Enter a search term such as “mobile analytics” or browse our content using the filters above.
Check your spelling or try broadening your search.
Sorry about this, there is a problem with our search at the moment.
Please try again later.
A Scottish court has ordered an internet service provider to pay £750 plus expenses and interest to a man it "spammed" by sending a single e-mail obtained via a discussion list.
Gordon Dick took Transcom Internet Services to court in Edinburgh after receiving a marketing message apparently via an email group operated by UK domain registry Nominet. Both parties belonged to the group.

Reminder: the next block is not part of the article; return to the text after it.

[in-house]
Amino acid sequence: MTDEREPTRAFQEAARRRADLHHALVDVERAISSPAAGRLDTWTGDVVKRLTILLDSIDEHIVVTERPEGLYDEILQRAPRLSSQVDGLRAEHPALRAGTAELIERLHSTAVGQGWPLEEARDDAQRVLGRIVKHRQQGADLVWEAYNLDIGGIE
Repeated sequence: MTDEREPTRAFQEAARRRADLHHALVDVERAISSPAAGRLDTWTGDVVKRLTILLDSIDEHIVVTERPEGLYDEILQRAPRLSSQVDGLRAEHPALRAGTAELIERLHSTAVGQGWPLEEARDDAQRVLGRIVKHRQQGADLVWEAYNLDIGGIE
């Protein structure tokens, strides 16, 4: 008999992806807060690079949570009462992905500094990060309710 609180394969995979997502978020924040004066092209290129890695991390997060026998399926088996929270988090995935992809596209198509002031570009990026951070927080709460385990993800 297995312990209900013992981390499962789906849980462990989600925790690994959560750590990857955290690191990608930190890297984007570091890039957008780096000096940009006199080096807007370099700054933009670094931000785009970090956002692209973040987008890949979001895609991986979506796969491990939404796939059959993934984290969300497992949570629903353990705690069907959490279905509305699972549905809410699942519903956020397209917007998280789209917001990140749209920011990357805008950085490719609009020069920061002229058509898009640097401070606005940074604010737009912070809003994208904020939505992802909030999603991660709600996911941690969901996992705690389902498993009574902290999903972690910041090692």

Dick alleged Transcom used the Nominet group to harvest addresses, but Transcom director William Smith told Out-Law News his mailbox, used to send monthly promotions, had been subscribed to the list by Nominet without his permission.
Transcom's message, which advertised its own anti-spam services and included an unsubscribe feature, was sent to around 72,000 people. Smith said the group was configured to send mail directly to recipients and not via its list address, implicating his company.
Dick took action under the Privacy and Electronic Communications Regulations 2003, which allow private individuals to sue if they have received damages as a result of a failure to comply with anti-spam regulations.
Dick, who is an electronic marketer and non-executive Nominet director, is only the second such individual in the UK to win in such a course of action. He has launched his own website with anti-spam advice.